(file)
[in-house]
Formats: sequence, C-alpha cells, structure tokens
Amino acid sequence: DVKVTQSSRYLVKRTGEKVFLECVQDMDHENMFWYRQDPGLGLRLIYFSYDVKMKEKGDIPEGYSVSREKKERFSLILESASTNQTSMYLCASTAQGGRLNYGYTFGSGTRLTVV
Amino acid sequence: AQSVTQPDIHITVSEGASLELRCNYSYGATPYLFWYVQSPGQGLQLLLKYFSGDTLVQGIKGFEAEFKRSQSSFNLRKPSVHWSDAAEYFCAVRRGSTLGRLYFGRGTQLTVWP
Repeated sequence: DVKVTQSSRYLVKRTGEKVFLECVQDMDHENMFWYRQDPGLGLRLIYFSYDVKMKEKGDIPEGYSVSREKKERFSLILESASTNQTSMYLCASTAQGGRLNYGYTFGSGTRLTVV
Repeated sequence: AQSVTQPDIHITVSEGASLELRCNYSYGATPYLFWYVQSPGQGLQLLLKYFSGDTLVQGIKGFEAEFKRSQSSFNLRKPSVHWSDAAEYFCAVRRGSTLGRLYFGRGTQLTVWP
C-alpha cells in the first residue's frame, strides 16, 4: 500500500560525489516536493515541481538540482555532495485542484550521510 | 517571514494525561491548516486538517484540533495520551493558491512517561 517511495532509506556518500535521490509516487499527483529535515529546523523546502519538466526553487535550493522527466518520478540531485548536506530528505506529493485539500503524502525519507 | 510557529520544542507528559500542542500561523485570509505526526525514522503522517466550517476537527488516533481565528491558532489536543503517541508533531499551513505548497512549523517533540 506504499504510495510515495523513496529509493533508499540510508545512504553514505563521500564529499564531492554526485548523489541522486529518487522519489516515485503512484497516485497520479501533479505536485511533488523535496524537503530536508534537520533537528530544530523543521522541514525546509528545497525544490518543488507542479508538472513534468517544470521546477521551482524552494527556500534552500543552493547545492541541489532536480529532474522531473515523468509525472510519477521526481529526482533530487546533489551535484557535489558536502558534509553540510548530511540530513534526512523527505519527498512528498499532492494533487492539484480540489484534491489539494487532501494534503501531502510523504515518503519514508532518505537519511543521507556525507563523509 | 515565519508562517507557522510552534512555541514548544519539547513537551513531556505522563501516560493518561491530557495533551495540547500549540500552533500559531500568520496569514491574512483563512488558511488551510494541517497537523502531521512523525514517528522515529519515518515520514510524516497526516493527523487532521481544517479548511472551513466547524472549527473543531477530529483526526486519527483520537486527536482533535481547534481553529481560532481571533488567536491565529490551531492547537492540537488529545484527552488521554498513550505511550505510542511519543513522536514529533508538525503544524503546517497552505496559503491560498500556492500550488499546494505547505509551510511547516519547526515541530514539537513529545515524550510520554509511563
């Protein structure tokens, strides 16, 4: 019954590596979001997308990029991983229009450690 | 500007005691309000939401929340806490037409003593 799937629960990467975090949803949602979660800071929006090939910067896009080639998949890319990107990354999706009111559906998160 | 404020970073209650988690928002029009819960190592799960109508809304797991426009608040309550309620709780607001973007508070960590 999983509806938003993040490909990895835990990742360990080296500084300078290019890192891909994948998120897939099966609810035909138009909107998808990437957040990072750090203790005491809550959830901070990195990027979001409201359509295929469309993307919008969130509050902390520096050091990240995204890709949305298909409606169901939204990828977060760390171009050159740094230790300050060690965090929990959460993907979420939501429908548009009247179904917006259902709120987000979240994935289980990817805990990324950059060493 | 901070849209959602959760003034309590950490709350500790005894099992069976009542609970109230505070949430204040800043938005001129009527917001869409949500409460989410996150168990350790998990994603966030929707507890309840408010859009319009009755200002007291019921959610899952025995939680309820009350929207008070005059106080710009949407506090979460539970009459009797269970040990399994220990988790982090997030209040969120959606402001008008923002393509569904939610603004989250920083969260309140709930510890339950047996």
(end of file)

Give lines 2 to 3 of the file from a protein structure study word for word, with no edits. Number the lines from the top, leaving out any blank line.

Formats: sequence, C-alpha cells, structure tokens
Amino acid sequence: DVKVTQSSRYLVKRTGEKVFLECVQDMDHENMFWYRQDPGLGLRLIYFSYDVKMKEKGDIPEGYSVSREKKERFSLILESASTNQTSMYLCASTAQGGRLNYGYTFGSGTRLTVV